Venkata: What we lose when we lose the humanities

It’s more than just a campus issue.

Uma Venkata

University of Wisconsin, Stevens Point is likely eliminating 13 humanities majors in order to expand 16 ‘more-marketable’ programs. The endangered majors include English, history, philosophy and political science. The reason is fiscal. UW schools are cash-pressed; in 2015, Gov. Scott Walker cut them by 11 percent ($250 million) in state subsidy, after already having slashed hundreds of thousands of dollars the previous ten years. UWSP itself is staring down a $4.5 million structural deficit in the next two years, due to declining enrollment. Something’s got to give.

UW’s mission, the Wisconsin Idea, is its sacred text. I truly laughed out loud at the Washington Post’s report that “Walker tried — unsuccessfully — to change the wording … in 2015, dropping ‘search for truth’ and ‘improve the human condition’ and replacing them with ‘meet the state’s workforce needs.’” Where are we, Brave New World? Harry Potter, where Voldemort’s cronies take over Hogwarts? When we divest from the study — nay, the luxury — of human introspection, in favor of cultivating machines primarily of efficiency, the ending’s already given way.

UWSP is a central Wisconsin stronghold. Its cuts would bear pronounced local effects. Eliminating humanities programs restricts freshmen. UWSP’s humanities cut increases investment in more-practical majors — to attract more freshmen a la Walker Amendment. This may backfire because the target demographic could just go to technical, vocational or trade schools. They may get the same or better exposure and apprenticeships, and spend much less money while they’re at it. It’s even easier to make that decision without UWSP’s heavily endangered academic array.

But UWSP certainly isn’t alone. Everyone’s unsure of their humanities, even wealthy Ivies. There’s reason to worry about enrollment numbers, a very pronounced reality everywhere, but the problem’s crux lies off campus.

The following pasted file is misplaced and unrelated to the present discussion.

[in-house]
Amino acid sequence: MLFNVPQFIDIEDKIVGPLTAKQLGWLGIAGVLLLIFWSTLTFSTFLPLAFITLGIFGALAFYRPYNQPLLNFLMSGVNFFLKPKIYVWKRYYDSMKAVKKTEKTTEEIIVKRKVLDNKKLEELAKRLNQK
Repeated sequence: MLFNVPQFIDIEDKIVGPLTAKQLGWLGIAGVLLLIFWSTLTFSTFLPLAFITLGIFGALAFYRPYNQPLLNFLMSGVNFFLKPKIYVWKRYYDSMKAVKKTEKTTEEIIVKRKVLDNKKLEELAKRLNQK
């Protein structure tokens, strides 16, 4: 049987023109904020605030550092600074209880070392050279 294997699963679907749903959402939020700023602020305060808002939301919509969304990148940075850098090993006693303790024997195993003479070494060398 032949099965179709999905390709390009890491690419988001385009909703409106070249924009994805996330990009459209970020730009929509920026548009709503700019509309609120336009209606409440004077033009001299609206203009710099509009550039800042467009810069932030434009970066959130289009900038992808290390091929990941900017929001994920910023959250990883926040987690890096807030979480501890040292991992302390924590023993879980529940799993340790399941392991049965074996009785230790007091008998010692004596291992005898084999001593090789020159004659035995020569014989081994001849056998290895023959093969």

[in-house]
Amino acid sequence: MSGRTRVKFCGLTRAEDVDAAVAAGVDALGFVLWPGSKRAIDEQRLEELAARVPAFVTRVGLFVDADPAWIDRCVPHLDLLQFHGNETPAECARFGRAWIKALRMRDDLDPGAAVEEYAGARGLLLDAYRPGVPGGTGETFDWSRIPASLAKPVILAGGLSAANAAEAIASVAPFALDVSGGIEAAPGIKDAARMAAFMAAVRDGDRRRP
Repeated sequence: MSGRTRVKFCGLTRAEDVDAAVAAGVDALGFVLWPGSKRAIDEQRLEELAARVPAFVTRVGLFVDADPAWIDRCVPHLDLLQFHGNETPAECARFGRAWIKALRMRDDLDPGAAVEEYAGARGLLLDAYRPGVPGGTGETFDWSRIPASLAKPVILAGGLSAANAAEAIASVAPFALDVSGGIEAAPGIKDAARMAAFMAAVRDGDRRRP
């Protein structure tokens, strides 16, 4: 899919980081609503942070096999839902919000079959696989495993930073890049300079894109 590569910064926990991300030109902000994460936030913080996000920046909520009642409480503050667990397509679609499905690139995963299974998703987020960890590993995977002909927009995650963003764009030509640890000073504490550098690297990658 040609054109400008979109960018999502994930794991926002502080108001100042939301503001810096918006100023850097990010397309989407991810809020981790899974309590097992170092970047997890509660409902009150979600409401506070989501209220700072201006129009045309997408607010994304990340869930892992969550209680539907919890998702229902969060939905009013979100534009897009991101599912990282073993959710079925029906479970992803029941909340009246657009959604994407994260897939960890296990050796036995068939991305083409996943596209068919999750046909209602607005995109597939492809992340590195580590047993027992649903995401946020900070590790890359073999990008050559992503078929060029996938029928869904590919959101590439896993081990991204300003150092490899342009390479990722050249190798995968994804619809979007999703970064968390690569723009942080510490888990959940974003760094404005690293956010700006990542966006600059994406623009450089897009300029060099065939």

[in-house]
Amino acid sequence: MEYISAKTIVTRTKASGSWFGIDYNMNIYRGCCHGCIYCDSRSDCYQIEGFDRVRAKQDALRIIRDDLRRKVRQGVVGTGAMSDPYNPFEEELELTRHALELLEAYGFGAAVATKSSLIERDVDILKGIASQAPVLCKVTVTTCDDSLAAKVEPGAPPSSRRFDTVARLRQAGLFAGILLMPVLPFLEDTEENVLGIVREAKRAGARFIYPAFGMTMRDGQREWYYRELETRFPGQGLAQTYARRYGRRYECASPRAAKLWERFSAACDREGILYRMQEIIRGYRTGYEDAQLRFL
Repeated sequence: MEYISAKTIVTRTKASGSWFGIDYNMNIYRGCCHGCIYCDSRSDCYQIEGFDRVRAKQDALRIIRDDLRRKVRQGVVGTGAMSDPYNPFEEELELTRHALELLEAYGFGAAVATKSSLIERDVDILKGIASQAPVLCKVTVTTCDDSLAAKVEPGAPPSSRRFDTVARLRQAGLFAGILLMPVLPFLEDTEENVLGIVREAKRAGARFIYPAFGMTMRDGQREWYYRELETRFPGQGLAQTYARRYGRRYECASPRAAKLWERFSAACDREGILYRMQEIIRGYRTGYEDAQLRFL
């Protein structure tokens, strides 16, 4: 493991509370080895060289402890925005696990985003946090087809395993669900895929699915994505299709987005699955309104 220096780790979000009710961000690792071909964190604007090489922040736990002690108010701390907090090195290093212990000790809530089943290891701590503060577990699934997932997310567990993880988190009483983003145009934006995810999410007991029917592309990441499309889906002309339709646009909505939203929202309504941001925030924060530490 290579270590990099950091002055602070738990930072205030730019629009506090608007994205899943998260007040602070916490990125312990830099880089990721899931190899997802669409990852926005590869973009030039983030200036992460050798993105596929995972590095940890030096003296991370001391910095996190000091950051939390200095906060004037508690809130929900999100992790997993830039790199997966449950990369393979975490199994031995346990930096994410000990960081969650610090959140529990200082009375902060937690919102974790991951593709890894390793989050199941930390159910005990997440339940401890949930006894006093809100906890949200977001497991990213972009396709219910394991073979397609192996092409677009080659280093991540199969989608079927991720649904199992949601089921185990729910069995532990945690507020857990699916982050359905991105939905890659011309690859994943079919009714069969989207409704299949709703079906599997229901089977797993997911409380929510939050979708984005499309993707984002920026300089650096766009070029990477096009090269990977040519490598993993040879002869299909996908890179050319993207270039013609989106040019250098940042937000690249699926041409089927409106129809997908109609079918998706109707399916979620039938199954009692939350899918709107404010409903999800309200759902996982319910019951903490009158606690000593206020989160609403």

We need humanities majors. Last week, the Conference on Jewish Material Claims against Germany released a survey reporting sickening statistics. In a follow up on the survey by The New York Times, the article said, “Thirty-one percent of Americans, and 41 percent of millennials, believe that two million or fewer Jews were killed in the Holocaust; the actual number is around six million. Forty-one percent of Americans, and 66 percent of millennials, cannot say what Auschwitz was. And 52 percent of Americans wrongly think Hitler came to power through force.”

This shortcoming is inexcusable — and it’s here because of the gaping difference between where humanities education is and where it should be. It’s a very real consequence. As philosopher George Santayana said, “Those who cannot remember the past are condemned to repeat it.” We can never forget.

UWSP’s humanities students remain vocal, resilient and generally valiant despite impending program cuts. Olivia De Valk, an Appleton native and UWSP senior in English, deeply advocates for the humanities. “It’s really important for universities to champion their humanities and their liberal arts educations, because no one outside of the university is really going to do that.”

My challenge to you is to do it. I believe in humanity — and in our humanities. I want to live in a village that takes all kinds.